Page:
It’s only funny if he loses, I realize.



Rich Puchalsky 08.14.16 at 4:46 am

Thinkpiece was the funniest joke. Elric sort of did provide talking points: he had to say “blood and souls for my Lord Arioch” or it didn’t count.

Moorcock did this in one of his own works, sort of. His Hawkmoon series included the old Gods of Granbretan — here, I’ll just quote wiki:

Yet other gods from the “tragic millennium” are based on 20th Century British Prime Ministers (Chirshil, the Howling God (Winston Churchill) and Aral Vilsn, the Roaring God (Harold Wilson), Supreme God) or writers: Bjrin Adass, the Singing God (Brian Aldiss); Jeajee Blad, the Groaning God (J. G. Ballard); Jh’Im Slas, the Weeping God (James Sallis)). […] Aral Vilsn, the Roaring God” is the “father of Skvese (“credit squeeze”) and Blansacredid (“balance of credit”) the gods of Doom and Chaos”, named after economic terms of the period when the books were written.


Whyvert 08.14.16 at 4:58 am

“The only Trumpkins comfortable in their skins are the alt-right folks, reveling in rather than regretting the fact that Trump is constantly escaping from the Overton Straitjacket; and pick-up artists who regard Trump’s alpha male posturing as a feature, not a diagnosis.”

Why no names or links? Are they like Voldemort, they who cannot be named? Linking used to be the basic principle of blogging.


Alan White 08.14.16 at 5:14 am

” Twitter is a snarknado of negative partisanship.”

This was the last sentence I could parse before I gave up. I think I agree with what comes after, but I have to say I’m not sure.


Gabriel 08.14.16 at 5:14 am

I think Leiber would have heartily approved; he wasn’t above some pointed (and nuanced!) social commentary with his heroic duo. ‘Lean Times in Lankhmar’ remains one of the most insightful, hilarious, sensitive, and thought-provoking takes on the impulse to belief, and non-belief, to ever see print. That story evokes the same sense of wonder I feel when I read, say, ‘The Dead’.

And Elric is always ripe for parody, although it’s hard to get any better than the Froghorn Leghorn-esque Elrod of Melvinbone and his evil sword Seersucker.


Brian Green 08.14.16 at 5:35 am

It’s precisely the “horse race” aspect that I can’t stand about most American political news coverage. It’s almost never an examination of policies or facts, it’s just who’s up and who’s down this week. “How will this play to the base” and so forth. They might as well be sports reporters. That is why I loved this post so much. Such a fantastic idea. I had a vision of Dana Carvey’s John McLaughlin as a god shouting “WRONG!” at other gods. Maybe you should take another stab at it.


stevenjohnson 08.14.16 at 5:53 am

New Republic on the left? This must be some sort of black-hearted irony, surely?
The Nation at least, if not In These Times or Monthly Review. Not sure the left is Chaos, but if one supposed leftist must play the part, Alexander Cockburn. Or maybe get really chaotic, Bob Avakian or the assorted publications of the Spartacist League.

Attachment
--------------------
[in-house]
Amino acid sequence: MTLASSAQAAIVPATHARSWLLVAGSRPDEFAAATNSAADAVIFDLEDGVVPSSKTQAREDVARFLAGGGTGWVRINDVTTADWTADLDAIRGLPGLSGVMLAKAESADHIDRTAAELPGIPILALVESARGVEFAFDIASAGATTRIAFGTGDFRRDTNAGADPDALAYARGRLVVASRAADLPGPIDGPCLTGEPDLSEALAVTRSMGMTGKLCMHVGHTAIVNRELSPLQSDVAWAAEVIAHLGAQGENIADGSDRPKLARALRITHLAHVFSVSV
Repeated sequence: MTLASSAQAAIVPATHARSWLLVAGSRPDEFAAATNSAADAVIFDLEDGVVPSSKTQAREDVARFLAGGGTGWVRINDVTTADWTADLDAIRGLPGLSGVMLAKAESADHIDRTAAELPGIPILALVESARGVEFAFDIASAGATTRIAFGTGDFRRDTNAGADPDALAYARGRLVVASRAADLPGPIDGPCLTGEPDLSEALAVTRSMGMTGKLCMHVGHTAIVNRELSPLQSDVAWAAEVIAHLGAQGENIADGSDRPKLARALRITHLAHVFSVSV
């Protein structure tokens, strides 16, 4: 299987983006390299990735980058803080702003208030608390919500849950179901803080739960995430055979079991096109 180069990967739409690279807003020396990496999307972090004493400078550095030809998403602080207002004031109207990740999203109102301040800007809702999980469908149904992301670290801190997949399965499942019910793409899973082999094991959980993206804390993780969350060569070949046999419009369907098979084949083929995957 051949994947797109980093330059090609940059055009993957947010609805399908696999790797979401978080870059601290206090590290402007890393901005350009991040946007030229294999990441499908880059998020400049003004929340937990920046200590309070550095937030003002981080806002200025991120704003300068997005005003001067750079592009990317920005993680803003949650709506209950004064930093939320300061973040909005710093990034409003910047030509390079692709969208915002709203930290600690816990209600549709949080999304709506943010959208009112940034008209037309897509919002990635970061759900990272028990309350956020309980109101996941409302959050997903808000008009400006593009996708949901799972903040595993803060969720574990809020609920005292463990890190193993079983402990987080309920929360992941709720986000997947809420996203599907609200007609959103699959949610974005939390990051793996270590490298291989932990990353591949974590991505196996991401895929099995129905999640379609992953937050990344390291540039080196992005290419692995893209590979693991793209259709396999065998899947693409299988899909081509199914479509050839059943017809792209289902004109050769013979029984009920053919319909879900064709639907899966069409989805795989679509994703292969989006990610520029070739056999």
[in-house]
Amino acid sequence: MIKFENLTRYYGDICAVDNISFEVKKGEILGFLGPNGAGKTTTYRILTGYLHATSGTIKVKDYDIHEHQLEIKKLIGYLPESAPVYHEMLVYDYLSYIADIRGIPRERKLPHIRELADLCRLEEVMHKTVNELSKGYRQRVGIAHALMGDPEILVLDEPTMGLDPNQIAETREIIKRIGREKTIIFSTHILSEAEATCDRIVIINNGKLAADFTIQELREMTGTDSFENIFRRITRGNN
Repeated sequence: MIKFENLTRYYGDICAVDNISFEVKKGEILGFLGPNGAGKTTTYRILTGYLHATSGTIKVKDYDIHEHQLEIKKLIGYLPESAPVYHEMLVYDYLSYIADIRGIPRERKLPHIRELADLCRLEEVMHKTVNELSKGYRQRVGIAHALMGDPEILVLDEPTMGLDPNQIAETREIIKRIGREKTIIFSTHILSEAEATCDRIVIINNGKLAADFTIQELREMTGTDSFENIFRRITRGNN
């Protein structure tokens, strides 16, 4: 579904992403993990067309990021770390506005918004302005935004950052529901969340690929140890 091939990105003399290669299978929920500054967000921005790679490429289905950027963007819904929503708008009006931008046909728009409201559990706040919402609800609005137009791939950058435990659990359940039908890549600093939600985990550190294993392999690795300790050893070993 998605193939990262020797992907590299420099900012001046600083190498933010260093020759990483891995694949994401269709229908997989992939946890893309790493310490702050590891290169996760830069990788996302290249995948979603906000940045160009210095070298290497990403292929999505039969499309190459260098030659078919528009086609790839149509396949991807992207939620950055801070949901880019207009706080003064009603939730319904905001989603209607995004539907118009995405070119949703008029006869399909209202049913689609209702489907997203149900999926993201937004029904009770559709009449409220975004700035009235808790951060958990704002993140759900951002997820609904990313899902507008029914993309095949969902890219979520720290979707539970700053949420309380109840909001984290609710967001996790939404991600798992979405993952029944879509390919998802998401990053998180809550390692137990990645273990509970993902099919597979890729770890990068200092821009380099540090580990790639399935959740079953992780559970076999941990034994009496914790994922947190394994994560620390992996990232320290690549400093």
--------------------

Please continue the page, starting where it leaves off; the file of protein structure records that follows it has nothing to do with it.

John Holbo 08.14.16 at 5:57 am

I think my leftist pundit was Howard Zinn. The joke was going to be that he wasn’t a pundit at all and he was the only one who actually cared about the people – as opposed to just wanting to chat about ‘who won the week?’ – but somehow despite caring about people, unlike all the other pundits, he never got many people to pay attention to him.

Buckley was going to be B’huchli, natch. Rich, I had forgotten that Gods of Granbretan thing, if I ever knew it. Elrod of Melvinbone! The best part of that one was actually that he just became a regular character. Remember when he was a conscripted sidekick to the Punisherroach or Super Secret Sacred Wars Roach or whatever it was. My friend Doug Wolk has a podcast called ‘fonflif!’ and I was like: ‘oh, no need to explain!’ (But now I can’t remember: was it Elrod who was forced to be a sidekick or was it Dirty Drew and/or Dirty Fleagle?


John Holbo 08.14.16 at 5:59 am

“New Republic on the left?”

The point of having New Republic on the left and The Economist on the right was to have a very narrow ideological distance between. Somehow the struggle for the cosmos is a war between 27% top tax brackets and 34% tax brackets or something.


bad Jim 08.14.16 at 6:26 am

If the pundit don’t get you then the blind man will.


Ben 08.14.16 at 7:27 am

Thomas Frank as leftist god of chaos. The “obviously cares about people” joke doesn’t work as well, but could do like “sees the pundit schtick for what it is but apes it anyway because he’s secretly jealous of the planes of existence of other pundit gods” kind of thing


Adam Roberts 08.14.16 at 7:40 am

There’s a real-world analogue here, isn’t there. I remember reading a cluster of think-pieces when the new Star Wars movie came out, and the ones that stuck in my head were the ones on the right complaining that, according to the well-known Liberal bias of Hollywood, the Empire gets a bad rap in those movies: that the Emperor actually brings stability, law and order to the Galaxy, that building Death Stars creates thousands of jobs and so on. Straight-faced pieces, so far as I could tell.